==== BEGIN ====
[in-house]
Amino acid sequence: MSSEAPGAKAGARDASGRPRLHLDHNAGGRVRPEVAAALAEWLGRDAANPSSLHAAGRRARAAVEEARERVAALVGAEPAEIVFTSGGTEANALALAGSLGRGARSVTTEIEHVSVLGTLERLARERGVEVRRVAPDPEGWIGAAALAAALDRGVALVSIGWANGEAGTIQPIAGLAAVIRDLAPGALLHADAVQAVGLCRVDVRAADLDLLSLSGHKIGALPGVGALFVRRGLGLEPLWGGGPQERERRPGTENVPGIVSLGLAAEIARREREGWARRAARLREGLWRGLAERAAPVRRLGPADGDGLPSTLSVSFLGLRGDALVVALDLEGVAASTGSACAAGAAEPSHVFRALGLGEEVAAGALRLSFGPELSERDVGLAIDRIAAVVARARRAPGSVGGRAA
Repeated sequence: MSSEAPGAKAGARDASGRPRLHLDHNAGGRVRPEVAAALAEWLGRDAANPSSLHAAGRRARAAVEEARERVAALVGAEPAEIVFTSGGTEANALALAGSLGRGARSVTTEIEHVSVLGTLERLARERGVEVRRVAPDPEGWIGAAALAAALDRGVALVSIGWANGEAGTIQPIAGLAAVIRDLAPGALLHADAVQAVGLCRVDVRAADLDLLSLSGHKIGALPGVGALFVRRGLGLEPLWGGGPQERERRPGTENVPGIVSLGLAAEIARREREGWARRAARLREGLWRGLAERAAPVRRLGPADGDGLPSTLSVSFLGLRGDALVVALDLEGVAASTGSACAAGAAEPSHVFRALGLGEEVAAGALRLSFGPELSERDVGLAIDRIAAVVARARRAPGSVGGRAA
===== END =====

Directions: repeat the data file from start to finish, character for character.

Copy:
[in-house]
Amino acid sequence: MSSEAPGAKAGARDASGRPRLHLDHNAGGRVRPEVAAALAEWLGRDAANPSSLHAAGRRARAAVEEARERVAALVGAEPAEIVFTSGGTEANALALAGSLGRGARSVTTEIEHVSVLGTLERLARERGVEVRRVAPDPEGWIGAAALAAALDRGVALVSIGWANGEAGTIQPIAGLAAVIRDLAPGALLHADAVQAVGLCRVDVRAADLDLLSLSGHKIGALPGVGALFVRRGLGLEPLWGGGPQERERRPGTENVPGIVSLGLAAEIARREREGWARRAARLREGLWRGLAERAAPVRRLGPADGDGLPSTLSVSFLGLRGDALVVALDLEGVAASTGSACAAGAAEPSHVFRALGLGEEVAAGALRLSFGPELSERDVGLAIDRIAAVVARARRAPGSVGGRAA
Repeated sequence: MSSEAPGAKAGARDASGRPRLHLDHNAGGRVRPEVAAALAEWLGRDAANPSSLHAAGRRARAAVEEARERVAALVGAEPAEIVFTSGGTEANALALAGSLGRGARSVTTEIEHVSVLGTLERLARERGVEVRRVAPDPEGWIGAAALAAALDRGVALVSIGWANGEAGTIQPIAGLAAVIRDLAPGALLHADAVQAVGLCRVDVRAADLDLLSLSGHKIGALPGVGALFVRRGLGLEPLWGGGPQERERRPGTENVPGIVSLGLAAEIARREREGWARRAARLREGLWRGLAERAAPVRRLGPADGDGLPSTLSVSFLGLRGDALVVALDLEGVAASTGSACAAGAAEPSHVFRALGLGEEVAAGALRLSFGPELSERDVGLAIDRIAAVVARARRAPGSVGGRAA